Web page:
Is Russia Set to Adopt Crypto-hostile Laws?
The government of Russia has preliminarily adopted its first-ever crypto legislation, but major questions concerning specifics still remain. Overall, it is fair to say that the legislation doesn’t look crypto-friendly.
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Crypto Laws See First Reading
The State Duma, the lower house of the Russian parliament, has adopted in the first reading a package of three draft laws aimed at bringing regulation into the crypto space.
To be enacted, the laws will need to pass the second and third readings, get approved by the upper chamber, the Federation Council, and ultimately signed by the president. However, the preliminary adoption is the first major step towards crypto regulation in the country.
Still, the adopted legislation has raised a number of questions and concerns among experts and crypto industry insiders, making Russia’s prospects of becoming a crypto-friendly country appear decidedly uncertain.
Cryptos Are Not a Means of Payment in Russia
The biggest issue with the adopted legislation is the fact that it fails to refer to cryptocurrencies as a legitimate means of payment. Moreover, none of the draft laws even provide a definition of cryptocurrencies or digital money.
As a result, cryptocurrencies are to be considered “other assets,” meaning that they will be subject to value added tax. Yet no guidelines for crypto asset tax reporting are provided.
Based on the adopted legislation, Russia appears keen to embrace a digital economy while remaining intent on bypassing cryptocurrencies. That threatens to slow the country’s progress toward becoming cashless. It will be particularly disappointing to the many Russians increasingly interested in using cryptocurrencies.
You Can Mine It, but You Can’t Spend It
Meanwhile, the legislation makes the mining of cryptocurrency a legitimate activity, and miners will have to register and pay taxes. Again, at the moment, the legislation lacks specifics regarding the taxation of cryptocurrency mining.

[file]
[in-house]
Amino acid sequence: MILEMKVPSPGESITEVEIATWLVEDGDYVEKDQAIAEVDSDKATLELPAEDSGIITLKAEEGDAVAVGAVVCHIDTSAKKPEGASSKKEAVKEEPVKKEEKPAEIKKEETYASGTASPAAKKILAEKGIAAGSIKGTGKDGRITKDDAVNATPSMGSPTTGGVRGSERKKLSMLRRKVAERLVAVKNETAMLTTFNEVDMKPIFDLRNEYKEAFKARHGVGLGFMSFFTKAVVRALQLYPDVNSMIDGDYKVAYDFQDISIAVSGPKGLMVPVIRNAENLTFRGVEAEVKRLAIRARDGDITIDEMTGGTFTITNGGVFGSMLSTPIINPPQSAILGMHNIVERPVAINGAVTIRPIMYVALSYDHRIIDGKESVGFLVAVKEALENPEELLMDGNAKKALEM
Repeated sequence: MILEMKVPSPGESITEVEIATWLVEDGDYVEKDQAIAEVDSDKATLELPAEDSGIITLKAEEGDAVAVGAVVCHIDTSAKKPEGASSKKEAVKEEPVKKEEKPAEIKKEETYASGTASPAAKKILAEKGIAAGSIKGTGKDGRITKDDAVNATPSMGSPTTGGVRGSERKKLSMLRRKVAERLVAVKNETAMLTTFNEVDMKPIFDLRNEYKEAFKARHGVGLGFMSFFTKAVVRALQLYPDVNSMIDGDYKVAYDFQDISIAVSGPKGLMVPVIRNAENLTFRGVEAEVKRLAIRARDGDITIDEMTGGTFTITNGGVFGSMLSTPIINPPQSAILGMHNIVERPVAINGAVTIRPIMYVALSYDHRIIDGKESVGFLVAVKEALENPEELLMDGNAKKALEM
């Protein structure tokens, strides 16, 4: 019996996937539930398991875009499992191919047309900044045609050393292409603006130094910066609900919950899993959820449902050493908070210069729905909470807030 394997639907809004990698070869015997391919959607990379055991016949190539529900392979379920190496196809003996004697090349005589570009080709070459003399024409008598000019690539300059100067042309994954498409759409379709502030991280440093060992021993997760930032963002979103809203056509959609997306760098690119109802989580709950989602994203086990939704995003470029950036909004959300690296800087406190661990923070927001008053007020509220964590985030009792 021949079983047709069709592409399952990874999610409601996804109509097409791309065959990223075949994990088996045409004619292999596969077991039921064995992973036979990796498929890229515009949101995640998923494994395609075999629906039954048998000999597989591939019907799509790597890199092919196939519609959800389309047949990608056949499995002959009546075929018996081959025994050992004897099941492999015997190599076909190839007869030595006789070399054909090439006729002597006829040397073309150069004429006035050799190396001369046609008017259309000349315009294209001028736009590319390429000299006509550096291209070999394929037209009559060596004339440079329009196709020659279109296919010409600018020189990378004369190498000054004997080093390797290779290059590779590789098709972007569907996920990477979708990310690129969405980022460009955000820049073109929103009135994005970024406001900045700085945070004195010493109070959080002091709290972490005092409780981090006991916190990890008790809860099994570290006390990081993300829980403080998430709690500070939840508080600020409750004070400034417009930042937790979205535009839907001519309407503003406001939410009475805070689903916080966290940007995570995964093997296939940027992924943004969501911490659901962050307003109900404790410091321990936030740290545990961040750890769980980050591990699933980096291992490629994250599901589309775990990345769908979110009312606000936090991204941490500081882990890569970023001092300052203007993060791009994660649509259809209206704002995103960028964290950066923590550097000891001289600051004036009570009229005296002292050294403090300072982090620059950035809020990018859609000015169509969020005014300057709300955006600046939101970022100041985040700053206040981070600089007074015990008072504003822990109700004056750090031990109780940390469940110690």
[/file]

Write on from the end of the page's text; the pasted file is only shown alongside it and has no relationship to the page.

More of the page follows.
Unlike cryptocurrencies, the legislation provides much more clarity on ICOs. Clauses dealing with ICOs are likely to prove a major disappointment for startups considering token offerings to raise funding. The legislation stipulates that organizers of ICOs will have to sign agreements with every single investor, which is unfeasible. Similarly, no clear regulations regarding smart contracts are provided.
Coupled with rumors that the central bank could establish a cap of RUB 50,000 ($814 USD at the current exchange rate) for a single ICO investment by a private individual, ICOs originating from Russia will likely relocate to other jurisdictions.
A Step in the Right Direction
On a more positive note, the very existence of crypto regulation in the country will bring legitimacy to the blockchain industry, allowing blockchain-based projects to proceed with some confidence. This will be especially important for large state-run corporations, such as blockchain pioneer Vneshekonombank (VEB) or state-controlled lender Sberbank.
The legislation as proposed may only be making its first steps towards becoming fully-fledged law. Draft laws adopted in the first reading may or may not be substantially amended before being signed into law. With senior Russian officials apparently divided on how to treat cryptocurrencies and blockchain, the ultimate outcome is anyone’s guess.
However, if the legislation is enacted in its present form (or with only minor amendments), that will ensure Russia remains crypto-skeptical in the short term.
Have your say. Will Russia eventually become more welcoming of cryptocurrencies?
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